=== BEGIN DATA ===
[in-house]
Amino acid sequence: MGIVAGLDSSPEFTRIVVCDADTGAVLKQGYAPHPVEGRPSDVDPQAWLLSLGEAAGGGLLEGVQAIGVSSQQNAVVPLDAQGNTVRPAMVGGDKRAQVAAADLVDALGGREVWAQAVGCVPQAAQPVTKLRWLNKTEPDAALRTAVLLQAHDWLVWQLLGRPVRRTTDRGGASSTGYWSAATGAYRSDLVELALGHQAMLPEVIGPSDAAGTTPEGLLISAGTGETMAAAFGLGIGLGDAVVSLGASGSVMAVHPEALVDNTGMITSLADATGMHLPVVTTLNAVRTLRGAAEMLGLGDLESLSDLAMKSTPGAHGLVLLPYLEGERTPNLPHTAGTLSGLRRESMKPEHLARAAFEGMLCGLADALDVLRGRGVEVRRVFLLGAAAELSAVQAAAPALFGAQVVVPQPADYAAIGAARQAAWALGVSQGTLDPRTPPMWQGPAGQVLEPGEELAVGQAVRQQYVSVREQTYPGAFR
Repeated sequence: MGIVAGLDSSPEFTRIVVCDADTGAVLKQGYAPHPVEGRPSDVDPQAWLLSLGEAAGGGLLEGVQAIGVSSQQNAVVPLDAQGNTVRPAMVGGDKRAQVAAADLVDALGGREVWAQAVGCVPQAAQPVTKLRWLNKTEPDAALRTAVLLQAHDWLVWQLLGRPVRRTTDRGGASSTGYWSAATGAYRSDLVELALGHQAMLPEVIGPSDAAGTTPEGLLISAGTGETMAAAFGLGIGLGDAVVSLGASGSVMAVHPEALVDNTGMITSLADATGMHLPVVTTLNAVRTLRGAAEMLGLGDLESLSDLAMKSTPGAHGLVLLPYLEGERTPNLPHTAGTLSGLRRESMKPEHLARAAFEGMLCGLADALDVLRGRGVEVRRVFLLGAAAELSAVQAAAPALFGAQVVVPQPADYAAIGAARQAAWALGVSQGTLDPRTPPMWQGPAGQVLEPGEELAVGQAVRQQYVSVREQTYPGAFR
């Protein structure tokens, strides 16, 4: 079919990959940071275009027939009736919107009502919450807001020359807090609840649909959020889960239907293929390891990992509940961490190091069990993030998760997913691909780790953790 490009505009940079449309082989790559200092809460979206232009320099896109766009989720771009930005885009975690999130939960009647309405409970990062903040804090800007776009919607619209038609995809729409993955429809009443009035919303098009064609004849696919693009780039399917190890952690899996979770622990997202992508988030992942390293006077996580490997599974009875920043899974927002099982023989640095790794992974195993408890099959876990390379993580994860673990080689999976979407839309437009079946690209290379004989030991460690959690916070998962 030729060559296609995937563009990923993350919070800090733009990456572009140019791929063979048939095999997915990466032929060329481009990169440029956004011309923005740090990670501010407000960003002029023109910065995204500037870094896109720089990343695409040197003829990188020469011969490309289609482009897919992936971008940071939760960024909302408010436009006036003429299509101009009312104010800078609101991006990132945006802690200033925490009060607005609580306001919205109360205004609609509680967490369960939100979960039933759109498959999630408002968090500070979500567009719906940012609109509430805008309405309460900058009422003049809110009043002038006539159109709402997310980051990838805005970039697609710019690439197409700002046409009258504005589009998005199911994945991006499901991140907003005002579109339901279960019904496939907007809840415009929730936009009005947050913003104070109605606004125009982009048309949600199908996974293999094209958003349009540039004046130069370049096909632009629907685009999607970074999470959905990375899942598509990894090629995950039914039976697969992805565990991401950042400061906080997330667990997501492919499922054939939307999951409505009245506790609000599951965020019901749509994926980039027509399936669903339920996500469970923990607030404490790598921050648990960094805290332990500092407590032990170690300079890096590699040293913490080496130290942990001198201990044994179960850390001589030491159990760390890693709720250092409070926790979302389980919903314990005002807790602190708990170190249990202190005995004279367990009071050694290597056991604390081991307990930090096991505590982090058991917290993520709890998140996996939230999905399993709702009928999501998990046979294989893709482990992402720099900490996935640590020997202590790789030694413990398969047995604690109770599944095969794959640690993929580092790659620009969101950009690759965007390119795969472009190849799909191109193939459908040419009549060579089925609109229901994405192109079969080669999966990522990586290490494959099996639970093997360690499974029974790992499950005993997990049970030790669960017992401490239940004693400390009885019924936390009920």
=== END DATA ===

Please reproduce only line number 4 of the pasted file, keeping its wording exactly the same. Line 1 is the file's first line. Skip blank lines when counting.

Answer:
């Protein structure tokens, strides 16, 4: 079919990959940071275009027939009736919107009502919450807001020359807090609840649909959020889960239907293929390891990992509940961490190091069990993030998760997913691909780790953790 490009505009940079449309082989790559200092809460979206232009320099896109766009989720771009930005885009975690999130939960009647309405409970990062903040804090800007776009919607619209038609995809729409993955429809009443009035919303098009064609004849696919693009780039399917190890952690899996979770622990997202992508988030992942390293006077996580490997599974009875920043899974927002099982023989640095790794992974195993408890099959876990390379993580994860673990080689999976979407839309437009079946690209290379004989030991460690959690916070998962 030729060559296609995937563009990923993350919070800090733009990456572009140019791929063979048939095999997915990466032929060329481009990169440029956004011309923005740090990670501010407000960003002029023109910065995204500037870094896109720089990343695409040197003829990188020469011969490309289609482009897919992936971008940071939760960024909302408010436009006036003429299509101009009312104010800078609101991006990132945006802690200033925490009060607005609580306001919205109360205004609609509680967490369960939100979960039933759109498959999630408002968090500070979500567009719906940012609109509430805008309405309460900058009422003049809110009043002038006539159109709402997310980051990838805005970039697609710019690439197409700002046409009258504005589009998005199911994945991006499901991140907003005002579109339901279960019904496939907007809840415009929730936009009005947050913003104070109605606004125009982009048309949600199908996974293999094209958003349009540039004046130069370049096909632009629907685009999607970074999470959905990375899942598509990894090629995950039914039976697969992805565990991401950042400061906080997330667990997501492919499922054939939307999951409505009245506790609000599951965020019901749509994926980039027509399936669903339920996500469970923990607030404490790598921050648990960094805290332990500092407590032990170690300079890096590699040293913490080496130290942990001198201990044994179960850390001589030491159990760390890693709720250092409070926790979302389980919903314990005002807790602190708990170190249990202190005995004279367990009071050694290597056991604390081991307990930090096991505590982090058991917290993520709890998140996996939230999905399993709702009928999501998990046979294989893709482990992402720099900490996935640590020997202590790789030694413990398969047995604690109770599944095969794959640690993929580092790659620009969101950009690759965007390119795969472009190849799909191109193939459908040419009549060579089925609109229901994405192109079969080669999966990522990586290490494959099996639970093997360690499974029974790992499950005993997990049970030790669960017992401490239940004693400390009885019924936390009920």